WHEN THE FINAL whistle blew at Thomond Park, on 8 April 2012, Ulster celebrated on the pitch as the Munster players edged to the sidelines and waited to applaud them off.
Flanker Tommy O’Donnell was one of them. Although, at 24, he was not the youngest of Munster’s next generation but he was a player of which much was expected. He was out-scrapped by his opposite number, Chris Henry, and faced into a long summer of work to strengthen his game.
O’Donnell was assisted by Laurie Fisher, who recognised his potential at openside, and by the arrival of new Munster coach Rob Penney, a man that had worked with a young Richie McCaw at Canterbury. 12 months on and O’Donnell was supreme at the breakdown against Harlequins’ Chris Robshaw as Munster reached the Heineken Cup semi-final.
Munster’s next generation, aided by a Herculean Paul O’Connell and Ronan O’Gara’s penalties, proved the province was in good hands. O’Donnell won the team’s Player of the Year award and Rob Penney, in an interview with TheScore.ie, declared that the flanker should have been in the British and Irish Lions squad.
O’Donnell said, “I suppose Rob is a small bit biased as he deals with me every day. It’s great to have his confidence, though, and he’s very much like that as a coach; he just wants you to go out and have a lash. That’s what I did this year and he backed me all the way.”
“That Ulster game was a major motivator for me before we faced Harlequins,” he added. “That stuck in my mind and it was something I didn’t want to happen again.”
Here to stay
Marcus Horan has followed O’Donnell’s progress for the past four seasons, as a teammate, and believes the 25-year-old, who is expected to earn his Ireland debut in June, is very close to the finished article. Horan said:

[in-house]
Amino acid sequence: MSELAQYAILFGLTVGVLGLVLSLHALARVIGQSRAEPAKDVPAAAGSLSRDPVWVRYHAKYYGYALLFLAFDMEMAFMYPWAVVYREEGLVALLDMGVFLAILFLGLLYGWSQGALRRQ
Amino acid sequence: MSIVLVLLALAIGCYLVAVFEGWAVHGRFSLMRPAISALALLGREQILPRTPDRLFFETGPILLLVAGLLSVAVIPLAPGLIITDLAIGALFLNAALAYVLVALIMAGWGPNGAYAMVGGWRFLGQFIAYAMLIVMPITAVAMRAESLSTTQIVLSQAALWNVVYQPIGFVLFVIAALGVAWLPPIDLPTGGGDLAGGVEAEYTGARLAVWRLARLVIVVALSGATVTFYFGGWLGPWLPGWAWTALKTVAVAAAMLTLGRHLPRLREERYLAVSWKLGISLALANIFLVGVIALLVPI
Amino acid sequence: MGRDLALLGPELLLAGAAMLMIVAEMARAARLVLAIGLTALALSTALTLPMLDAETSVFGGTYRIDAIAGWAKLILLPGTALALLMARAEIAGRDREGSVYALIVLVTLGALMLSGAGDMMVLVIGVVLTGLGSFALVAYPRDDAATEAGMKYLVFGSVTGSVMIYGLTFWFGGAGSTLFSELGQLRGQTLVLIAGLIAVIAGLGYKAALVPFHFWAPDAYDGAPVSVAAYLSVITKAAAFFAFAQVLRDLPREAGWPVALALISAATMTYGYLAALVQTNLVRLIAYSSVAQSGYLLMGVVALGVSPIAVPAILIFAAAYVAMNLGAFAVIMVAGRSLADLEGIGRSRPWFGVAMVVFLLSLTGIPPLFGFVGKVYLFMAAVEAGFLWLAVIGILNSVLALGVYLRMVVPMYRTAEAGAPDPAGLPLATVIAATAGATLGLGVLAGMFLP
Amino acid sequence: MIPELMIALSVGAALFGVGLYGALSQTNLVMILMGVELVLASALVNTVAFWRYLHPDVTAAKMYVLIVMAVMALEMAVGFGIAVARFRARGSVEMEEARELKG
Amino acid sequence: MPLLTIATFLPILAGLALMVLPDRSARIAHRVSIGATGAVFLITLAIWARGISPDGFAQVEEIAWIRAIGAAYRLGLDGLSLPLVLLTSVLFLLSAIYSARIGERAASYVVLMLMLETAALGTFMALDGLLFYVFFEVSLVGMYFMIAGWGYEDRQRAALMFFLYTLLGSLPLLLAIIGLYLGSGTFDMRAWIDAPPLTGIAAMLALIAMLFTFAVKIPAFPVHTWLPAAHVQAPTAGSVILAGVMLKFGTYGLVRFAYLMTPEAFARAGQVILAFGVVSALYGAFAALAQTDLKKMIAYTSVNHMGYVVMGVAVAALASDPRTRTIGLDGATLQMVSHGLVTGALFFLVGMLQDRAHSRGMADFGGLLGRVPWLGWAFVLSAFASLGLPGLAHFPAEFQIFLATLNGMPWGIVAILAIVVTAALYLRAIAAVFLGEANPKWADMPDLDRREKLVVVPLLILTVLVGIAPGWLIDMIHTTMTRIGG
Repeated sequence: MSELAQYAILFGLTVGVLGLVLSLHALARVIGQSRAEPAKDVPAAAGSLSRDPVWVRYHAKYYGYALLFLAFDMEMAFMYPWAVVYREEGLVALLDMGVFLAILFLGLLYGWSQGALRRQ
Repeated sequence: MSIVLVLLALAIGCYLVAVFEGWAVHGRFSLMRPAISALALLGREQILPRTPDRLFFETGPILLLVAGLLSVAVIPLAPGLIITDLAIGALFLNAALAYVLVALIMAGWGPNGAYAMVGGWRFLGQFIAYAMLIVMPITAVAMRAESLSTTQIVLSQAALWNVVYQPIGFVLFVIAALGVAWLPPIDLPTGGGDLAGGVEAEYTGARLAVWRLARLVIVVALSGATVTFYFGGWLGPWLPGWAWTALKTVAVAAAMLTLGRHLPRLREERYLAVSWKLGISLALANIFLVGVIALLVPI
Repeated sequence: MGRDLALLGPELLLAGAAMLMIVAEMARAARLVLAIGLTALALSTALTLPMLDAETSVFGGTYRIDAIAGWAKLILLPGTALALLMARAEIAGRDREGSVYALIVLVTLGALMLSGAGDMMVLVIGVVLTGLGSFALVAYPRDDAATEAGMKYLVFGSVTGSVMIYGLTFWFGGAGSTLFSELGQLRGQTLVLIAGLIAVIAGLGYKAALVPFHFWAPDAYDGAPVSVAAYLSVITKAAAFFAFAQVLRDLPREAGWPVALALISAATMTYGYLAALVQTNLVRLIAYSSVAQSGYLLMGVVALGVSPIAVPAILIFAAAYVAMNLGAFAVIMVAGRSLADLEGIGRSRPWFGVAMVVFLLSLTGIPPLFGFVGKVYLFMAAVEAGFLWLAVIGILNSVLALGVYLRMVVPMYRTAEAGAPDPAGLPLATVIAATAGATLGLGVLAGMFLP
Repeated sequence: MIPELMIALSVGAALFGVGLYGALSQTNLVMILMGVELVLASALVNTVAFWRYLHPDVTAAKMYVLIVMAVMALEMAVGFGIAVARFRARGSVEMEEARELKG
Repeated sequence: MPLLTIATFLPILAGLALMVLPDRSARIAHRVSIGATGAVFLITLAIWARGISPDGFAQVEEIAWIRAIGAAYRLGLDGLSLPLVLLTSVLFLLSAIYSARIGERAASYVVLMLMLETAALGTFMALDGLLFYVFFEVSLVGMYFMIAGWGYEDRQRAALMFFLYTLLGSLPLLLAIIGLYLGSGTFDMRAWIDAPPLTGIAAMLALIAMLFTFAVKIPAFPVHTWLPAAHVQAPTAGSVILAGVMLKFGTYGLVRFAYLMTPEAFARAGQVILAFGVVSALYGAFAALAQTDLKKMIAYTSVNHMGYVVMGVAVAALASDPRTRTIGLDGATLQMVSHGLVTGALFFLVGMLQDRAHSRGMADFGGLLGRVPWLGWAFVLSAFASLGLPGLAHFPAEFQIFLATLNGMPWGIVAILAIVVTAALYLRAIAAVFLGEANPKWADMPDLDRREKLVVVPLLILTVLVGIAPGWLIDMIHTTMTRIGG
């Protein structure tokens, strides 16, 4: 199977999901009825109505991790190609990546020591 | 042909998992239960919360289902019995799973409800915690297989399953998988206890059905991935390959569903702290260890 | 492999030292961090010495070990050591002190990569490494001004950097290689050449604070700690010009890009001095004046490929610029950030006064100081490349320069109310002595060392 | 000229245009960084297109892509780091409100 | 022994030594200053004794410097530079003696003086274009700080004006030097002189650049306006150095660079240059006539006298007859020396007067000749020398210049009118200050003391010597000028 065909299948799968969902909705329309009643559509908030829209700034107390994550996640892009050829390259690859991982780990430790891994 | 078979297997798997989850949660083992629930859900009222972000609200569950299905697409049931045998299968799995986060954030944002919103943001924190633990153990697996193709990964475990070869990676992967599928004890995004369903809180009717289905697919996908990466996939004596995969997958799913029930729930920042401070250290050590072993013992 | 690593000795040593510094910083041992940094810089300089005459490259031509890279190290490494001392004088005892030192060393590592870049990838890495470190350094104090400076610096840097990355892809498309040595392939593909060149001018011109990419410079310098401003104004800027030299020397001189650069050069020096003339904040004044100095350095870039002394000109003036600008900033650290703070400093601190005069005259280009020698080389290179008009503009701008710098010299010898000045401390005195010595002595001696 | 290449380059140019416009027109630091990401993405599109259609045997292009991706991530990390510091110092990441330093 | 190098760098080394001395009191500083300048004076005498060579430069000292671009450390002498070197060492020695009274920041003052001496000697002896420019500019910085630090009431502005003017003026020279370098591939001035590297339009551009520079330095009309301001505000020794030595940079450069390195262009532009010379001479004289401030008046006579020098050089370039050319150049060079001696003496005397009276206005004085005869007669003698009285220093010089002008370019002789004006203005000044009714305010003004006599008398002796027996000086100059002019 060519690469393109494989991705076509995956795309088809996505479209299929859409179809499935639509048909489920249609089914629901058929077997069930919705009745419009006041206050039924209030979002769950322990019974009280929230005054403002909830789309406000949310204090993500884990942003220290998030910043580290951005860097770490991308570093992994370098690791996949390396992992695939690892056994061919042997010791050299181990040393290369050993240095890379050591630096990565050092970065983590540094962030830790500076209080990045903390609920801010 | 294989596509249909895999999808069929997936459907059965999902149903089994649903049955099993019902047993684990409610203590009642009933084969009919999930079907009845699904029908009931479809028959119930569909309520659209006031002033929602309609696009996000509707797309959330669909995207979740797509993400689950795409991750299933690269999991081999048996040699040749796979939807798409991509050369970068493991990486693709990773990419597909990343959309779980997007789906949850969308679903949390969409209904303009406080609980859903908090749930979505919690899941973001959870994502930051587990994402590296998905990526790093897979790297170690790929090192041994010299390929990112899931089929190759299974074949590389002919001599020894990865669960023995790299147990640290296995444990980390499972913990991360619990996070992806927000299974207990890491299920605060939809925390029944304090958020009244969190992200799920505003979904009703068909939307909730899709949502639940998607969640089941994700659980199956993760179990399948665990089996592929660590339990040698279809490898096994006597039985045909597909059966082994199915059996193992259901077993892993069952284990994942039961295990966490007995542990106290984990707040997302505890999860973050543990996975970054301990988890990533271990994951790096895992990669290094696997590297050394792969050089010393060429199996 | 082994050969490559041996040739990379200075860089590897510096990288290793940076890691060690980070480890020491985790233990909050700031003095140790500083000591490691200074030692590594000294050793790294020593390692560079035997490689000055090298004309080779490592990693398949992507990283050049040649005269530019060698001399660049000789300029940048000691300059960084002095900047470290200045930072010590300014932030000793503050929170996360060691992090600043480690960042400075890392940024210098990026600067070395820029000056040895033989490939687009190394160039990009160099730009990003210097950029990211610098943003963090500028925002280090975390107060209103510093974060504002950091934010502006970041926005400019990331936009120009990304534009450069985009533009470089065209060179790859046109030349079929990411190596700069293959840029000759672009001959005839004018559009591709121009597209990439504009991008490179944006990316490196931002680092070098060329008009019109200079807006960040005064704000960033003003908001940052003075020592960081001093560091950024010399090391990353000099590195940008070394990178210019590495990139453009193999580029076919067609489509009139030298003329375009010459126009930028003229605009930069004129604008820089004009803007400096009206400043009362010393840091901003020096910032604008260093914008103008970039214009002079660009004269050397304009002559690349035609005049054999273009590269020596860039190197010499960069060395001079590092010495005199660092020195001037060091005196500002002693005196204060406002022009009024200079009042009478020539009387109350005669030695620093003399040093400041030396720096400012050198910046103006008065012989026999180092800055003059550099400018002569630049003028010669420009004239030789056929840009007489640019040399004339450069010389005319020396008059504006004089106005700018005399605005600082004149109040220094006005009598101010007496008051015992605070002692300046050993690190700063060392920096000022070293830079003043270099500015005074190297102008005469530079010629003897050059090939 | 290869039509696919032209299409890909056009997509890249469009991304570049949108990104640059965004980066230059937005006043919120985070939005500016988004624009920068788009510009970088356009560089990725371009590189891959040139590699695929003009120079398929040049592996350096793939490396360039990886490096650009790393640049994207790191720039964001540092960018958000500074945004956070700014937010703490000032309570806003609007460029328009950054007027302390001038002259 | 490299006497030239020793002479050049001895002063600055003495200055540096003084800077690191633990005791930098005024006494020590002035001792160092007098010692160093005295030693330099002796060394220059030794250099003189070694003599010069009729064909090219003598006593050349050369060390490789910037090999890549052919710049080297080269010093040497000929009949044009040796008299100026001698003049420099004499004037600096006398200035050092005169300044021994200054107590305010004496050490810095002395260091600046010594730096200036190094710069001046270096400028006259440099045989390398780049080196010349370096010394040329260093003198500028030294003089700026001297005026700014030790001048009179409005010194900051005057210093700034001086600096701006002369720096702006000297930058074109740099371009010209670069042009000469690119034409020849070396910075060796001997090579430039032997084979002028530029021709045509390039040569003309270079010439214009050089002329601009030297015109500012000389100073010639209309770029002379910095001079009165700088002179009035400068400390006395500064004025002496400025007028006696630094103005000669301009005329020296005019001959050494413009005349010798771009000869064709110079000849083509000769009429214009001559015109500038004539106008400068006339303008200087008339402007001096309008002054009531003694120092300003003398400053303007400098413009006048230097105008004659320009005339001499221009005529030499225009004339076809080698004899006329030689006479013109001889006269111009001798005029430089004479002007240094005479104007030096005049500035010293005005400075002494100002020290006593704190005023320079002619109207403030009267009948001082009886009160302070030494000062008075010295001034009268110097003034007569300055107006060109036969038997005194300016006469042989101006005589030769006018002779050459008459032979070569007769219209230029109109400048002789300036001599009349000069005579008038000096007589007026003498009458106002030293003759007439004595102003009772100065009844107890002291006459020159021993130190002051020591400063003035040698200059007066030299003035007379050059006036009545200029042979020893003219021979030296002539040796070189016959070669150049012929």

He had blown hot and cold in the past and I’m sure he’d admit that himself. He was disappointed with his performance against Ulster last season but I’ve never seen a guy work so hard, after that, as he did. He’s had a fantastic season, culminating in the award for Munster, which tells you just how highly he is regarded by his teammates.”
Henry, man-of-the-match in that Ulster win over Munster, has been impressed with the evolution of O’Donnell’s game. He expects a tough fight, on tour, to get the Irish No. 7 jersey.
The Ulster flanker told TheScore.ie, “I’ve seen him play for a few years now and always thought he was a terrific player but I think this year would have been his stand-out year. It’s great that there is competition there. Back-row in Ireland always has big competition and now Tommy has thrown himself in the mixer too.”
Paddy Jackson and Tommy O’Donnell in training with Ireland. (©INPHO/James Crombie)
O’Donnell is pleased that newly-appointed Ireland captain, and provincial colleague, Peter O’Mahony will be on hand to offer on and off-field support. He said, “Peter’s got a great track record as a leader with all the underage teams he’s played with and he has captained Munster on a few occasions.”
With Munster players such as Horan, O’Connell and O’Gara casting their votes for the end of season award, O’Donnell knows it is on his shoulders to carry on the legacy of fierce, passionate rugby.
He said, “I didn’t really think about it when I was nominated but I was sitting there at the awards and it all came to me. The lads had voted, and the public as well. When you hear the names that have won it, you know it is so prestigious and it means so much to me.”